Given the Fed's declared intention to stifle inflation, many observers believe the US will experience a recession sometime within the next year or so. Leading Japanese investment bank Nomura made the forecast that the US economy would enter a recession this year on Monday. It predicted that the downturn would be brief but protracted and that the Fed and the government would be reluctant to provide additional assistance. Although JPMorgan believes there is a 63 percent possibility of a recession emerging over the next two years, it agrees with Goldman that one is unlikely this year. Given the Fed's declared intention to stifle inflation, many observers believe the US will experience a recession sometime within the next year or so.

According to the CME's FedWatch Tool, market pricing predicts a roughly 80% chance of the first pandemic-era rate rise occurring in March and a near 50-50 chance of a fourth increase occurring by December. Traders in the fed funds futures market believe there is a 22.7 percent chance of a fifth increase this year.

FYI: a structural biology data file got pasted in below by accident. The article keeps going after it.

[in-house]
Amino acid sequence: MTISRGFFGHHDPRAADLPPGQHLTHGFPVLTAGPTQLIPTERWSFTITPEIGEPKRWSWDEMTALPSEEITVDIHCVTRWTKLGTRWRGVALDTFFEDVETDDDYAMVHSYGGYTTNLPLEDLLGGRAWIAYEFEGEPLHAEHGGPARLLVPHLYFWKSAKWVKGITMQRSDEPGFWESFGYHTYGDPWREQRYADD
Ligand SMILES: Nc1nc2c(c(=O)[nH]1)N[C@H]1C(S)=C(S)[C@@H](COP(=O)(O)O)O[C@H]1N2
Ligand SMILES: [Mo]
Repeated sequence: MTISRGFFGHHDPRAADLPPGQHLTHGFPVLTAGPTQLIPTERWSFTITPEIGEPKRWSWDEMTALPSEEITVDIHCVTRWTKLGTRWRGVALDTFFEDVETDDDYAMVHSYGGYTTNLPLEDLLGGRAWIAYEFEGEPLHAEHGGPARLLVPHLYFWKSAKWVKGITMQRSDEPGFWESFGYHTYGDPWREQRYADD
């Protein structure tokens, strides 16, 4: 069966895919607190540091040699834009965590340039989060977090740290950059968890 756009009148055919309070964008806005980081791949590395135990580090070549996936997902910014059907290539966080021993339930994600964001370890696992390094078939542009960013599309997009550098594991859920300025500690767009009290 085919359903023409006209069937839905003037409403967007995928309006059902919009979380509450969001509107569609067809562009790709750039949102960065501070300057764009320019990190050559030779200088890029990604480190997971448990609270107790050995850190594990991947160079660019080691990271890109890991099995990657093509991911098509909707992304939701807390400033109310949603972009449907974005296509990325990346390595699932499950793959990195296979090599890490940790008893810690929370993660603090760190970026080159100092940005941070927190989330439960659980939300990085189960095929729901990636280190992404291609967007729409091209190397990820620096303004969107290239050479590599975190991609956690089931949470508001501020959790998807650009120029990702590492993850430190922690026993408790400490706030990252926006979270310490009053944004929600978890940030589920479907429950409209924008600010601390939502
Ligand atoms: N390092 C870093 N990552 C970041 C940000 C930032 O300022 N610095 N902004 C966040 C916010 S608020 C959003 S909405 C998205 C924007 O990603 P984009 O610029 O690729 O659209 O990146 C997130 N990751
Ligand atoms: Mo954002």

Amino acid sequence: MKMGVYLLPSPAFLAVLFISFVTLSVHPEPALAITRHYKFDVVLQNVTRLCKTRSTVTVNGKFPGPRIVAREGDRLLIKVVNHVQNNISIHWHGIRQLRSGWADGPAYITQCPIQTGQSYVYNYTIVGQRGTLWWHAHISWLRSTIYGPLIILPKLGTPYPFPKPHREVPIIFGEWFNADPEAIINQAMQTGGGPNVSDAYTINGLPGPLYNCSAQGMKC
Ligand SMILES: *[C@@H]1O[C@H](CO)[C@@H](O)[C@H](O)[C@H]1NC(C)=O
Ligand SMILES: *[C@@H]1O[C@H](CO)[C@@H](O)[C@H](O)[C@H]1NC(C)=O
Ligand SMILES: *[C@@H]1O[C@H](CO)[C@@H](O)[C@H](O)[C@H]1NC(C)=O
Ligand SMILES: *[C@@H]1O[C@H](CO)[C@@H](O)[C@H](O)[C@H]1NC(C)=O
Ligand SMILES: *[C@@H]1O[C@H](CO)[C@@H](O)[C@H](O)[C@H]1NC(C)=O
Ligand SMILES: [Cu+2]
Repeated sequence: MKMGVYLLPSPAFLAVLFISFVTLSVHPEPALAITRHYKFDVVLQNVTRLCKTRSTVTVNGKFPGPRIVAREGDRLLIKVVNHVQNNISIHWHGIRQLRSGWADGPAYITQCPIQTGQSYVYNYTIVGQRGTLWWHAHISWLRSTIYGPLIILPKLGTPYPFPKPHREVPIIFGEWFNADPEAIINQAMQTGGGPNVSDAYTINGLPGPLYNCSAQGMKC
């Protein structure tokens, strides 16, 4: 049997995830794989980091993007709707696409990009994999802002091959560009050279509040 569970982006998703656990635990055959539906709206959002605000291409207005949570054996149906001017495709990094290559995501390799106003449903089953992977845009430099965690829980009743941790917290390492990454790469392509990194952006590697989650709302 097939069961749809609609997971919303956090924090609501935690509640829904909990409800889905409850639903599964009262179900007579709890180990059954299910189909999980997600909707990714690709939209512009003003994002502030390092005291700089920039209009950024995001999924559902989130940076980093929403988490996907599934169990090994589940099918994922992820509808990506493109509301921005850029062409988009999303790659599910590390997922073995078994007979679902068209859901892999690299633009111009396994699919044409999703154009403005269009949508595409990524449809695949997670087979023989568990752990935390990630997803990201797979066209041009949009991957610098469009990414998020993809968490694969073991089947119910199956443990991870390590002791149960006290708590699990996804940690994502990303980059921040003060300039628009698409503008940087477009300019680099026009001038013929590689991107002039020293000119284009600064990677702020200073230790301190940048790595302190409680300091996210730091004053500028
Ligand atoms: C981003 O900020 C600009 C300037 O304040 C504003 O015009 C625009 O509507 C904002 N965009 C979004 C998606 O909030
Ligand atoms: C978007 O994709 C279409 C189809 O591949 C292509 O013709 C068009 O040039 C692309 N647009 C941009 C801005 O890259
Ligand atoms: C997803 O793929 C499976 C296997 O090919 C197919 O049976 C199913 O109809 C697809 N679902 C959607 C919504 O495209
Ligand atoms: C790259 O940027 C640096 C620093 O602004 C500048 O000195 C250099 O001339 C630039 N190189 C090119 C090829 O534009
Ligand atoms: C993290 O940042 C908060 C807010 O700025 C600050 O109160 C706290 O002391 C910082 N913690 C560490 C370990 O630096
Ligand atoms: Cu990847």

Nonetheless, markets expect the funds rate to rise to 2.04 percent by the end of 2026, much below the 2.5 percent peak hit in the previous tightening cycle, which concluded in 2018. Markets have reacted to the idea of a tighter Fed by driving up government bond rates. The 10-year Treasury note's yield was recently about 1.77 percent, roughly 30 basis points higher than a month earlier.


Reference -

  1. https://www.goldmansachs.com/insights/pages/gs-research/top-of-mind-stagflation-risk/report.pdf
  2. https://www.business-standard.com/article/international/anticipated-aggressive-rate-hikes-by-fed-drive-up-recession-concerns-122032700040_1.html